When individuals faces allegations of criminal wrongdoing, they will likely have to make arguments in their own favor or they may be convicted without much effort from the prosecution. In order to craft compelling, persuasive and admissible legal arguments, a criminal defendant must know the rules of evidence. Perhaps one of important is the concept of hearsay.
Generally speaking, hearsay is a statement made outside of court, but testified to in court by another individual for the purposes of establishing truth. For example, if an individual testifies that his brother told him that the defendant committed the crime, then the brother’s statements will likely be deemed as hearsay if an objection is raised.
Why is it only “likely” to be considered hearsay? It is because hearsay, while generally disallowed in court proceedings, may be admissible under certain circumstances. In fact, there are about 30 exceptions to the rule. However, excited utterances, family records concerning family history, statements regarding the speaker’s present sense impression and the reputation of an individual’s character may all be admissible hearsay. It is worth noting that hearsay may also be available if the witness is unavailable, which could happen for a number of reasons.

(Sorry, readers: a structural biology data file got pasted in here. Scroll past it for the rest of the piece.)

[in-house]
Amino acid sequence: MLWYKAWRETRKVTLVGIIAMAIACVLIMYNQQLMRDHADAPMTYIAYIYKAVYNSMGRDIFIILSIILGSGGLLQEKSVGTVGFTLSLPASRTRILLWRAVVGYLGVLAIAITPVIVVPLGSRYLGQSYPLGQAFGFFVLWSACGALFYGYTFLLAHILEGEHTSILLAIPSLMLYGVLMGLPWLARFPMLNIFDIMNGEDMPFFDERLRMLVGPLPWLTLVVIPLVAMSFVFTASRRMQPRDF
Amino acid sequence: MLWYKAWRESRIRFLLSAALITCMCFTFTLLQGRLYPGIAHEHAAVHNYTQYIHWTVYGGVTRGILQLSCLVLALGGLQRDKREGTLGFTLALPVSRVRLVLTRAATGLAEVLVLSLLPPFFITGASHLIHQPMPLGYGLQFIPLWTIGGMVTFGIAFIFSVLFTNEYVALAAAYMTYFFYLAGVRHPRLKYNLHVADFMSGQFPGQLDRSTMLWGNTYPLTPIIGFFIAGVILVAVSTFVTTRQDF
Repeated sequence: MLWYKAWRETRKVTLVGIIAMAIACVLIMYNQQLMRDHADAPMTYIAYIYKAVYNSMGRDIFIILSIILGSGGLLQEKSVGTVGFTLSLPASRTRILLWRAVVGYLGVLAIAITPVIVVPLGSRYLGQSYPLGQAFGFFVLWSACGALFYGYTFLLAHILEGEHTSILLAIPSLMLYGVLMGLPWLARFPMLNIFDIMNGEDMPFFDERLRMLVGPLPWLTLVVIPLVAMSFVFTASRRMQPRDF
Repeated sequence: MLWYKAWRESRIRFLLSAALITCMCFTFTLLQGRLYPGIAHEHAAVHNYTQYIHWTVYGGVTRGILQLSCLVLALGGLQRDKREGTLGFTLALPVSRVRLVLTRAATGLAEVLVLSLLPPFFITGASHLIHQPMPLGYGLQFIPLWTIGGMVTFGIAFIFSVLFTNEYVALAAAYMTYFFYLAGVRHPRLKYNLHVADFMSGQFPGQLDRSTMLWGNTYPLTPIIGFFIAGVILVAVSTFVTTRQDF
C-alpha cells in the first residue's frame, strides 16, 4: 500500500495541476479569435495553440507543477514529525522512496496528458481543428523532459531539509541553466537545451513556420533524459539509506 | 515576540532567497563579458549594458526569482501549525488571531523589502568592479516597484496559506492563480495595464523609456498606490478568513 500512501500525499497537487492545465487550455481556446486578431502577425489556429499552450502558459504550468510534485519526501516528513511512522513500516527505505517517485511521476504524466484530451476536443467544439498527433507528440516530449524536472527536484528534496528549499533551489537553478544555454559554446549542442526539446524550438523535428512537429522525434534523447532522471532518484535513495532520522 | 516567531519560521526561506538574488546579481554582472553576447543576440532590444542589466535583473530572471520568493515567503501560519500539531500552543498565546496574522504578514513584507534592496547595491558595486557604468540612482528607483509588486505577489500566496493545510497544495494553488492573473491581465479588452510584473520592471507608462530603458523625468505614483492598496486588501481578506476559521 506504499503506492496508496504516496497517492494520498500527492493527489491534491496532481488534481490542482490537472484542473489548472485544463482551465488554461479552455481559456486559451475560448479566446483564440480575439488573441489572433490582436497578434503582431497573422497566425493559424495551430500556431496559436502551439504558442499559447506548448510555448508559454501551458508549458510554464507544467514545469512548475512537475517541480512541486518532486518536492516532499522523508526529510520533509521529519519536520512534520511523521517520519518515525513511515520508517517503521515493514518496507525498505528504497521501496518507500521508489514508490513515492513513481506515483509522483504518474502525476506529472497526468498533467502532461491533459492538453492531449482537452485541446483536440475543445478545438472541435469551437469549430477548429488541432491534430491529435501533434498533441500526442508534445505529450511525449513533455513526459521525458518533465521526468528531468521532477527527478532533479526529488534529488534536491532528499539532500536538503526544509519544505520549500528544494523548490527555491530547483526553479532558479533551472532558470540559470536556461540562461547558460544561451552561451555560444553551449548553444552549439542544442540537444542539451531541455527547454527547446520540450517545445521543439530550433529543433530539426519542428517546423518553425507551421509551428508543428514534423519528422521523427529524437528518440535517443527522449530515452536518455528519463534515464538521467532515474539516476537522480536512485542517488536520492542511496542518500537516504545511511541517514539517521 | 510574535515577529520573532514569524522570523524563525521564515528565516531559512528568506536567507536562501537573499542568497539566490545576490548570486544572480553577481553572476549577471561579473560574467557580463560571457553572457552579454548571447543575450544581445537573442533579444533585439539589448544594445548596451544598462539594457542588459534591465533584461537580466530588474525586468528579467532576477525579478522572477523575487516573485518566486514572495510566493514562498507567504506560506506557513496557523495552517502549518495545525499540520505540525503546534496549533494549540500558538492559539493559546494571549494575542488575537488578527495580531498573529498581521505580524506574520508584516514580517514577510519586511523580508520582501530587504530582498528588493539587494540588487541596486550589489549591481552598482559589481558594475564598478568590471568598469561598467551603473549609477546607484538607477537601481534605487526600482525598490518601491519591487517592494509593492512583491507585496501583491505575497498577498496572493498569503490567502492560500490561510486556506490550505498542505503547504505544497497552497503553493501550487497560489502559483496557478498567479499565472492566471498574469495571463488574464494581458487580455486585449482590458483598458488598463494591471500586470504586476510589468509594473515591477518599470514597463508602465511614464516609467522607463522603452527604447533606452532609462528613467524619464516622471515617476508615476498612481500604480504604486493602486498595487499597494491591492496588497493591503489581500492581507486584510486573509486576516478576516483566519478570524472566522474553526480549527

Successfully objecting to hearsay and finding exceptions to get favorable hearsay admitted are key to a strong criminal defense. To those who are not used to the legal realm, this concept can be difficult to grasp. But by getting the right information, an individual accused of committing a criminal offense may be able to mount a competent criminal defense.
Source: FindLaw, “‘Hearsay’ Evidence,” accessed on May 20, 2016